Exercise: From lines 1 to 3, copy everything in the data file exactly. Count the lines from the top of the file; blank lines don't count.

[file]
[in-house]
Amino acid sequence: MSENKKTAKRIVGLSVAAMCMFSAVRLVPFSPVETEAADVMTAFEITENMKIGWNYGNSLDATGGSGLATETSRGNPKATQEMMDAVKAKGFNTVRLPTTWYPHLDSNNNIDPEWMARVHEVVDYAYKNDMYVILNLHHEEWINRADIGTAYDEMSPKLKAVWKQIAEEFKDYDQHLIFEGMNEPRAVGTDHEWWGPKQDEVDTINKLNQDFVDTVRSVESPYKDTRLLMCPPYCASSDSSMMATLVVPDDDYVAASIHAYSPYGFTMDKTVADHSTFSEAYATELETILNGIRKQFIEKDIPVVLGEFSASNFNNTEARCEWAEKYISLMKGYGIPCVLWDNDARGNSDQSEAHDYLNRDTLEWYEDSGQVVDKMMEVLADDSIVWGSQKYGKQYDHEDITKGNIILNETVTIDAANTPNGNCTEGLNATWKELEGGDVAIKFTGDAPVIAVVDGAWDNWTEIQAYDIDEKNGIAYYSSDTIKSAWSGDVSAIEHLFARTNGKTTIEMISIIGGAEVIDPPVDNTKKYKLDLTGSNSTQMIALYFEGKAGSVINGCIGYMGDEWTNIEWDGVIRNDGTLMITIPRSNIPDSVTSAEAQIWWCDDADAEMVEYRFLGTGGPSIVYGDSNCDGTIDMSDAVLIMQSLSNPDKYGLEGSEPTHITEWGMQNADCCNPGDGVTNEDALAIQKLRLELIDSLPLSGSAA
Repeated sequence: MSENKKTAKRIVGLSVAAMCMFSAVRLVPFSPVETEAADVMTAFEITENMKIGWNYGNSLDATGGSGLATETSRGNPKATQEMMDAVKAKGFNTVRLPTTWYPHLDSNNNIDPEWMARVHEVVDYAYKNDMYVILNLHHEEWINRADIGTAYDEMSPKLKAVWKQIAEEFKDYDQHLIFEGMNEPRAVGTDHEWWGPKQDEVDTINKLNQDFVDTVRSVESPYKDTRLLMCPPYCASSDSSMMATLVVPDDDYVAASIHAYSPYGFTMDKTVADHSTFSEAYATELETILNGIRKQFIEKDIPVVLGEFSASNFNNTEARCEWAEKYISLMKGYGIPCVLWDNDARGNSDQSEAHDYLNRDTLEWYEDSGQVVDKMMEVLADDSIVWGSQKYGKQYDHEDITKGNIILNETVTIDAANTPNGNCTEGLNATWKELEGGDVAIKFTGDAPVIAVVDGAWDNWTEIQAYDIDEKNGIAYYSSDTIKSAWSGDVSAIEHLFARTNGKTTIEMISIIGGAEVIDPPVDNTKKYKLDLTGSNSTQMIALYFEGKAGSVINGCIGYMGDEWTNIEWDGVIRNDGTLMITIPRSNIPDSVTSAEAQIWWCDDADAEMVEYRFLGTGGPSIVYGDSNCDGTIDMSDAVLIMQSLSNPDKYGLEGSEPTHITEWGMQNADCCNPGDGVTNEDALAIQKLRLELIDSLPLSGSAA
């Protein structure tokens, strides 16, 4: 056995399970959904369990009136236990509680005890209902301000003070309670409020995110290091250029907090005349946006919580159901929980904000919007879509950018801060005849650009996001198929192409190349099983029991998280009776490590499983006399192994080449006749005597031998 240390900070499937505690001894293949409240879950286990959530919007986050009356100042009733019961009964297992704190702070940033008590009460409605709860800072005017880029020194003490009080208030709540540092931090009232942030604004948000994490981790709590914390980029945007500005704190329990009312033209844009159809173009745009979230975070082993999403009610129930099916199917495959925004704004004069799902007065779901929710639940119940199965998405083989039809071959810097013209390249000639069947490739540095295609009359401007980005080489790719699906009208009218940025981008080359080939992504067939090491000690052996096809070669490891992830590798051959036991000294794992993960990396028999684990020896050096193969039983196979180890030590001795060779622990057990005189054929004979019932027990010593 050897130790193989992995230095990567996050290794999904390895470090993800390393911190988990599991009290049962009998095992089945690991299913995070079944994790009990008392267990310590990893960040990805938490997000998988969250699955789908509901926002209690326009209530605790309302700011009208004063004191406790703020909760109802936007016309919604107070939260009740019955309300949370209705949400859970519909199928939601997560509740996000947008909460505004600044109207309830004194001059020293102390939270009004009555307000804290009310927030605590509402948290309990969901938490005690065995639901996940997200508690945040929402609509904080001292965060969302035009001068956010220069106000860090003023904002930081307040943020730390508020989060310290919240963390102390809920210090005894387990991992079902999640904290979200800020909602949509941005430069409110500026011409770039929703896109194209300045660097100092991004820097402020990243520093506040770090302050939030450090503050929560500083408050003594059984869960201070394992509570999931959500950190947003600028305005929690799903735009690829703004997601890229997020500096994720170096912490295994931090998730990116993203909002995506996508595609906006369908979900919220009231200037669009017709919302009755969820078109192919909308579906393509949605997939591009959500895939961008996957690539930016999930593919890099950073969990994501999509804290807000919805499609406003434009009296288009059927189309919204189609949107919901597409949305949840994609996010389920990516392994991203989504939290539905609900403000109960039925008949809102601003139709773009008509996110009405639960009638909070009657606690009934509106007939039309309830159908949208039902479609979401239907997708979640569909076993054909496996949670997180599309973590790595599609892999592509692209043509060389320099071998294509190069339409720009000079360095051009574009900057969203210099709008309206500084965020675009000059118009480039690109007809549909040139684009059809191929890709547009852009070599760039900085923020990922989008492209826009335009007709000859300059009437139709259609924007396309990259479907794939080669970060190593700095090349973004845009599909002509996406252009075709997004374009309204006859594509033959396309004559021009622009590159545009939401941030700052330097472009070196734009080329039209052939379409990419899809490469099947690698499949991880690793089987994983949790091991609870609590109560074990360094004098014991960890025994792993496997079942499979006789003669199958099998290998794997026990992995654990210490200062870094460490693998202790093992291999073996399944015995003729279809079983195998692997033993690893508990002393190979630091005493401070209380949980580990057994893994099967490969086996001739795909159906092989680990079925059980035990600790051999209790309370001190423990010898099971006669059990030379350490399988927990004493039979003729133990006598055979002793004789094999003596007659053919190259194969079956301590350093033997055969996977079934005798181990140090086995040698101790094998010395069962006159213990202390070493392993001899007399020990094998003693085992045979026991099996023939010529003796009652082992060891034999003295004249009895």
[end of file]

[in-house]
Amino acid sequence: MSENKKTAKRIVGLSVAAMCMFSAVRLVPFSPVETEAADVMTAFEITENMKIGWNYGNSLDATGGSGLATETSRGNPKATQEMMDAVKAKGFNTVRLPTTWYPHLDSNNNIDPEWMARVHEVVDYAYKNDMYVILNLHHEEWINRADIGTAYDEMSPKLKAVWKQIAEEFKDYDQHLIFEGMNEPRAVGTDHEWWGPKQDEVDTINKLNQDFVDTVRSVESPYKDTRLLMCPPYCASSDSSMMATLVVPDDDYVAASIHAYSPYGFTMDKTVADHSTFSEAYATELETILNGIRKQFIEKDIPVVLGEFSASNFNNTEARCEWAEKYISLMKGYGIPCVLWDNDARGNSDQSEAHDYLNRDTLEWYEDSGQVVDKMMEVLADDSIVWGSQKYGKQYDHEDITKGNIILNETVTIDAANTPNGNCTEGLNATWKELEGGDVAIKFTGDAPVIAVVDGAWDNWTEIQAYDIDEKNGIAYYSSDTIKSAWSGDVSAIEHLFARTNGKTTIEMISIIGGAEVIDPPVDNTKKYKLDLTGSNSTQMIALYFEGKAGSVINGCIGYMGDEWTNIEWDGVIRNDGTLMITIPRSNIPDSVTSAEAQIWWCDDADAEMVEYRFLGTGGPSIVYGDSNCDGTIDMSDAVLIMQSLSNPDKYGLEGSEPTHITEWGMQNADCCNPGDGVTNEDALAIQKLRLELIDSLPLSGSAA
Repeated sequence: MSENKKTAKRIVGLSVAAMCMFSAVRLVPFSPVETEAADVMTAFEITENMKIGWNYGNSLDATGGSGLATETSRGNPKATQEMMDAVKAKGFNTVRLPTTWYPHLDSNNNIDPEWMARVHEVVDYAYKNDMYVILNLHHEEWINRADIGTAYDEMSPKLKAVWKQIAEEFKDYDQHLIFEGMNEPRAVGTDHEWWGPKQDEVDTINKLNQDFVDTVRSVESPYKDTRLLMCPPYCASSDSSMMATLVVPDDDYVAASIHAYSPYGFTMDKTVADHSTFSEAYATELETILNGIRKQFIEKDIPVVLGEFSASNFNNTEARCEWAEKYISLMKGYGIPCVLWDNDARGNSDQSEAHDYLNRDTLEWYEDSGQVVDKMMEVLADDSIVWGSQKYGKQYDHEDITKGNIILNETVTIDAANTPNGNCTEGLNATWKELEGGDVAIKFTGDAPVIAVVDGAWDNWTEIQAYDIDEKNGIAYYSSDTIKSAWSGDVSAIEHLFARTNGKTTIEMISIIGGAEVIDPPVDNTKKYKLDLTGSNSTQMIALYFEGKAGSVINGCIGYMGDEWTNIEWDGVIRNDGTLMITIPRSNIPDSVTSAEAQIWWCDDADAEMVEYRFLGTGGPSIVYGDSNCDGTIDMSDAVLIMQSLSNPDKYGLEGSEPTHITEWGMQNADCCNPGDGVTNEDALAIQKLRLELIDSLPLSGSAA